The Importance of Redundancy in Law Enforcement Technology

May 9, 2024
Police officers are trained to know what to do in case different scenarios happen on the scene, and having a plan B is essential when it comes to public safety technology.

The recent 9-1-1 outage in several states caused by a fiber cut during the installation of a light pole highlights the system's fragility and stresses the crucial need for redundancy in public safety. The most recent outage impacted Nevada, South Dakota, and Nebraska for approximately three hours, impacting the public’s ability to reach 9-1-1. Areas with text-to-9-1-1 capabilities urged residents to text 9-1-1 or use a landline to call 9-1-1. 

A separate incident occurred at the same time in the area of Del Rio, Texas, and impacted residents' abilities to reach 9-1-1 through a specific cellular carrier. Residents were told to use another cellular carrier or a landline to reach 9-1-1. These two incidents, which occurred on the same date and at similar times, highlight the need for redundancy in public safety systems and stress the importance of having a plan to deal with outages. 

Plan B

A plan B or a backup plan is second nature in law enforcement. Police officers are trained to know what to do in case different scenarios happen on the scene. They are also trained to adjust and think on the fly when situations change. The same training, thought, and planning need to be in place with public safety technology and the staff that works with the systems. 

Sometimes, the system failure is minimal and easy to fix, such as a non-functional body-worn camera that is exchanged for an operational one. Sometimes, the outages, like Computer-Aided Dispatcher (CAD) or phone system downtime, can be more large-scale. Having procedures that are known to staff helps maintain officer safety, community safety, and the integrity of case-related evidence.

Redundancy Planning

Frequent technology improvements and updates help law enforcement agencies do their jobs more effectively. Agencies rely on these technology pieces, so planning a redundant path to avoid failure is critical. Public safety agencies rely on electricity or other forms of energy to keep the numerous technology pieces operational. When the power goes out, most agencies have a backup generator that turns on to power their systems. That generator should have regular maintenance and test runs to ensure it will function as intended when needed.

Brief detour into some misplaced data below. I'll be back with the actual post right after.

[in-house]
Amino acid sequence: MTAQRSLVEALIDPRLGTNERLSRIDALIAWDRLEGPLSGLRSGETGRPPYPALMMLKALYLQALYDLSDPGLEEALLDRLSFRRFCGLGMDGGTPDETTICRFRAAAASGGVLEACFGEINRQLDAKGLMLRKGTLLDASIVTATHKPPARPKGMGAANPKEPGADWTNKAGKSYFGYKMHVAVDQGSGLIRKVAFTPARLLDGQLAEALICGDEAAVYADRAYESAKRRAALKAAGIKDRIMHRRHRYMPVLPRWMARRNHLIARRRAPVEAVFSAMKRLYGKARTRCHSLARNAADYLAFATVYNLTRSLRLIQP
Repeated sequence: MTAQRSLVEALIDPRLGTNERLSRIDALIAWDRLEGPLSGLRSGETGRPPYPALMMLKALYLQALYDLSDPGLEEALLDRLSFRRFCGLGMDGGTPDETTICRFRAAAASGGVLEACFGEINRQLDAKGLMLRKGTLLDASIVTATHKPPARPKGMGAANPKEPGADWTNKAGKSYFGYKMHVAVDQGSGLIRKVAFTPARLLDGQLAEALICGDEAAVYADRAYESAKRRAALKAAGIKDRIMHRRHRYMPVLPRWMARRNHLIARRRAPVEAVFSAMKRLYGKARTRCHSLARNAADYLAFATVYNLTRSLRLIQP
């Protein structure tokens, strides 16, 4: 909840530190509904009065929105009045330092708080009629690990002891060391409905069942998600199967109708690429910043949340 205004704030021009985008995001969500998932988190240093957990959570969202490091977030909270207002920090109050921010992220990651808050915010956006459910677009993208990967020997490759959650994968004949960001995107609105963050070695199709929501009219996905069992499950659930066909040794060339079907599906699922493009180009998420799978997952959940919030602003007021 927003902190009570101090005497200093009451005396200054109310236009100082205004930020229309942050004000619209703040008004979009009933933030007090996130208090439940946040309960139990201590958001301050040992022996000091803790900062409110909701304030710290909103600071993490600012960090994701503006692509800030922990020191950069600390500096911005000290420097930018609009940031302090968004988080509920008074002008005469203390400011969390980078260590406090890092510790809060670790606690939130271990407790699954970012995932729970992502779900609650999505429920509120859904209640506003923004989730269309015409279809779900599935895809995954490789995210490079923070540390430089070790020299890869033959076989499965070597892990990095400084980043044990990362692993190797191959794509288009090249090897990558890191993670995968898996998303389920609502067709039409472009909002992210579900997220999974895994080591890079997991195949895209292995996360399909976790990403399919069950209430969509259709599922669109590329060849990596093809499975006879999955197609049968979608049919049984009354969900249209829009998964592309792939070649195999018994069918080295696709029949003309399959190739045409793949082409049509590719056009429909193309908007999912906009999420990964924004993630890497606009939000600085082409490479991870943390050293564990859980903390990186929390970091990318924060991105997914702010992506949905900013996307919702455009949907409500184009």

Planning redundancy for the facility is only part of the overall technology used in law enforcement. Systems often integrate or connect through a shared network or even have hardware in the same room. An air conditioner not working to control the server room temperatures can take down several vital systems. The shared network can leave an opening for hackers to access and damage critical systems. The connection to the Internet could go down, leaving some systems only partially functioning. Downtime does not always indicate a system failure or power outage. Working through the possible downtime scenarios to create a response plan and procedures to follow for those events lets the agency operate at even basic service levels.

Training for the Future

Law enforcement is used to contingency planning and continuing to provide service even when equipment fails, staffing is low, and systems are down. As much as training programs focus on using the technology and equipment that are part of policing, training staff on how to work around and without that technology and even some equipment will help minimize the stress of the inevitable system and equipment failures. With a plan in place, the staff knows how to deal with downtime or equipment failure and what protocols to follow for command, community, and media notification. 

Much of the world relies on technology daily. As much as we rely on it, we’re also not surprised by downtime–inconvenienced but not surprised. Law enforcement is no different. Sometimes, reverting to ‘old school’ ways of writing down call information may not work as quickly as we’d like, but when the technology fails, emergency calls don’t stop or wait until things are back up and running. 

About the Author

Toni Rogers

Toni Rogers is a freelance writer and former manager of police support services, including communications, records, property and evidence, database and systems management, and building technology. She has a master’s degree in Criminal Justice with certification in Law Enforcement Administration and a master's degree in Digital Audience Strategies.

During her 18-year tenure in law enforcement, Toni was a certified Emergency Number Professional (ENP), earned a Law Enforcement Inspections and Auditing Certification, was certified as a Spillman Application Administrator (database and systems management for computer-aided dispatch and records management), and a certified communications training officer.

Toni now provides content marketing and writing through her company, Eclectic Pearls, LLC.

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